4 comments:

Jen said...

I had bird feeders for a while too but the squirrels got to them and ate the feeders when they ran out of food. We don't have chipmunks in the city but we do have them at the cabin and all I can suggest is a cat (I have one for you if you want it, she is a great night cat and loves the outdoors in the warmer months, she is also really good at killing things if you don't mind that she leaves the eyeballs behind on the doormat for you to see) or a dog. You could try one of those spinning bird feeders but I don't know if they work for anything smaller than a squirrel. Good luck.

cmk said...

Our squirrels aren't bad--they at least will EAT the food and not just empty the feeders and hide the food like the chipmunks do. However, we don't have many red squirrels, mostly greys--and the reds are the ones that are destructive. I'll let the greys eat, but I don't want the reds OR the chipmunks around.

We have a cat--okay, so she IS old and she is an indoor feline--but she has always looked to ME to do her kills for her. :D Here in the city, we have an ordnance that both dogs and cats aren't allowed to run loose, even though a lot of people ignore it. So, a cat isn't going to take care of my problem. And I don't even know if the chipmunks would mind--they have so many holes in our yard, that they ALWAYS have a hiding place when they get startled. The little critters are so tame that I can practically walk up to them and catch them bare handed. It is a problem...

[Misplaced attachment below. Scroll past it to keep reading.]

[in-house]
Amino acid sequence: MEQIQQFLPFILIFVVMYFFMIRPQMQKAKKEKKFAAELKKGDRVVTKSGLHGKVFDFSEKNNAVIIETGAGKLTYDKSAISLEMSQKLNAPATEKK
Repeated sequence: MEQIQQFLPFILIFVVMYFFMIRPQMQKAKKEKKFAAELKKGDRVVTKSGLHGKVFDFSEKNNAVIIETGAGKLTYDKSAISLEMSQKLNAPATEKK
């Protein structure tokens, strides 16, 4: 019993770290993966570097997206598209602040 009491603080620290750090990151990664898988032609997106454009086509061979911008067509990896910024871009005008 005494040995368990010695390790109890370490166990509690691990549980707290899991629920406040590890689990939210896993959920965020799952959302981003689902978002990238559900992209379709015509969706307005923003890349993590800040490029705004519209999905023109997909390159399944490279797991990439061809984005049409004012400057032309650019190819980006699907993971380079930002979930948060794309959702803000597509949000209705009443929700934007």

If the cat would actually hunt, I possibly wouldn't even mind if she left the eyeballs. She just is WAY too lazy to do anything even close to hunting. :D And with the critters we get in this house, she could be busy quite often.

ordinaryjanet said...

I have feeders up in the winter because it's hard for birds to find food; I take them down in the late spring/early summer.

In past years, squirrels have eaten a lot of sunflower seed, and I caught deer eating from the feeders. I figure, they all have to eat, and I enjoy watching the squirrels hanging upside down busily cracking open sunflower seed shells. The squirrels haven't been frequenting my restaurant very often this winter, I wonder if they found a better place or if their population is declining. Mostly I get cardinals, blue jays, finches, tits, chickadees, etc. I feel like Lady Bountiful, watching the birds congregate at the feeders.

cmk said...

People in our neighborhood are very generous in terms of feeding the birds, so there is no chance of them not finding enough to eat. And at least one of the neighbors feeds year round.

We have had raccoons and deer munch on our feeders at times--annoying, but not too much of a problem. The biggest reason to take the feeders in for the warm months--and we are urged to do so--is the bears. People have found the things on their back porches, eating from the feeders. We've had bear in the neighborhood, so I try to do all that I can to NOT attract them. :D

I, too, love to watch all of the wildlife--it really is a great way to get through the winter months.